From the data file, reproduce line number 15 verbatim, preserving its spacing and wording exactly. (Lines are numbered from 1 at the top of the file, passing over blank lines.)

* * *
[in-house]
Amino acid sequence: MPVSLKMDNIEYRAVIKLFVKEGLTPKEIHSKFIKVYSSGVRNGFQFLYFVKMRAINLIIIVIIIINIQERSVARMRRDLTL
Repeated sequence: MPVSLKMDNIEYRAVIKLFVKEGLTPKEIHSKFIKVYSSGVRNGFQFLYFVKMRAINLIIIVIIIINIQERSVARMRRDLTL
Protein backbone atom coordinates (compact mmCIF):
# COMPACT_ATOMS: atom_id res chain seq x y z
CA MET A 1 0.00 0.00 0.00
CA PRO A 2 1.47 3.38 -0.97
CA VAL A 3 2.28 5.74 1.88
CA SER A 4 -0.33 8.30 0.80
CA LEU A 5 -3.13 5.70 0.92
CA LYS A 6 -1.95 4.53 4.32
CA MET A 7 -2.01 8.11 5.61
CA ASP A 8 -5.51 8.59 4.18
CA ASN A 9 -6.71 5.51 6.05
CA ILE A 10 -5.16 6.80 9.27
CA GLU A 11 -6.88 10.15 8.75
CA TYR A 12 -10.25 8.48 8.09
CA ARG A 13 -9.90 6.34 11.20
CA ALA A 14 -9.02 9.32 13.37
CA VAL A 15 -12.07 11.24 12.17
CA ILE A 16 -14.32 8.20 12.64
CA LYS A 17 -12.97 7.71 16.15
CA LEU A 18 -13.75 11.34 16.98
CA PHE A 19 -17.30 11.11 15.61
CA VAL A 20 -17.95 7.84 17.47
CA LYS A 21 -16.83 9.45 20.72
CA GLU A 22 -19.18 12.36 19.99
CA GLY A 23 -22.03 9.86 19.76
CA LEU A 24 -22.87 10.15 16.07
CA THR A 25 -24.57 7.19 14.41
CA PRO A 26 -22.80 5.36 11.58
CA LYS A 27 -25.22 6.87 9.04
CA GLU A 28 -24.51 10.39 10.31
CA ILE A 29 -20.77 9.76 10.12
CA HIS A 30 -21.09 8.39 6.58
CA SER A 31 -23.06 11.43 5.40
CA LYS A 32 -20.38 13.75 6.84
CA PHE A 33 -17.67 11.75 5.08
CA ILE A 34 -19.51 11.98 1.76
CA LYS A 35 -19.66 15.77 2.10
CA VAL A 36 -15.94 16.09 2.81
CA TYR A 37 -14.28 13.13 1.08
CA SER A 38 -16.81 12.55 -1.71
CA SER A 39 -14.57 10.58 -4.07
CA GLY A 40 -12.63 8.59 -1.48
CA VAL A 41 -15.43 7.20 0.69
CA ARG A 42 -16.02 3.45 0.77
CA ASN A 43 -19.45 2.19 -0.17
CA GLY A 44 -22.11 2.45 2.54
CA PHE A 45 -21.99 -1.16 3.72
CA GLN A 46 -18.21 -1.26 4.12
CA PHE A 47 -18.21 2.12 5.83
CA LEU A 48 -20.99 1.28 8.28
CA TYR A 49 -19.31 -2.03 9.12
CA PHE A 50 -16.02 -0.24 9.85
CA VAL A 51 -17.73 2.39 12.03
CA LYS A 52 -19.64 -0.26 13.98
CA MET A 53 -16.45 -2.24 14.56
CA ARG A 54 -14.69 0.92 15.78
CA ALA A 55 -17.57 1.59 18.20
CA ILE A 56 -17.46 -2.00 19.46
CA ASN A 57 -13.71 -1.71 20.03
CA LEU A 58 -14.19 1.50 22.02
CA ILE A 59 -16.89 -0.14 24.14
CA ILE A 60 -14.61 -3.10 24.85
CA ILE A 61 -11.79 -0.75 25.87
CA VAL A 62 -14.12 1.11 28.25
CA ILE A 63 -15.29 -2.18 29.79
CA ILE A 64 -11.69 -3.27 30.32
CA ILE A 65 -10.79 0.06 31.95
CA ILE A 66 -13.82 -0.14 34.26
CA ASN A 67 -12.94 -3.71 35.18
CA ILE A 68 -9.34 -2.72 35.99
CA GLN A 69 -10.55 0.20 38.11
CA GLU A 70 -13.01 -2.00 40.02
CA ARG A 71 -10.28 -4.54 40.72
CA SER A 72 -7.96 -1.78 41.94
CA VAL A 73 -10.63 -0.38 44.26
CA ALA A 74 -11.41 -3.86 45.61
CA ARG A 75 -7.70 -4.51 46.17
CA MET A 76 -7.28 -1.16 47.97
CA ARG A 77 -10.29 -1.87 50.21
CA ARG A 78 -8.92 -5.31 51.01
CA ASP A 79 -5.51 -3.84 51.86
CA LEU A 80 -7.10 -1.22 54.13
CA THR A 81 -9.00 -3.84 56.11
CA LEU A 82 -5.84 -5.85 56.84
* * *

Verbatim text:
CA ILE A 10 -5.16 6.80 9.27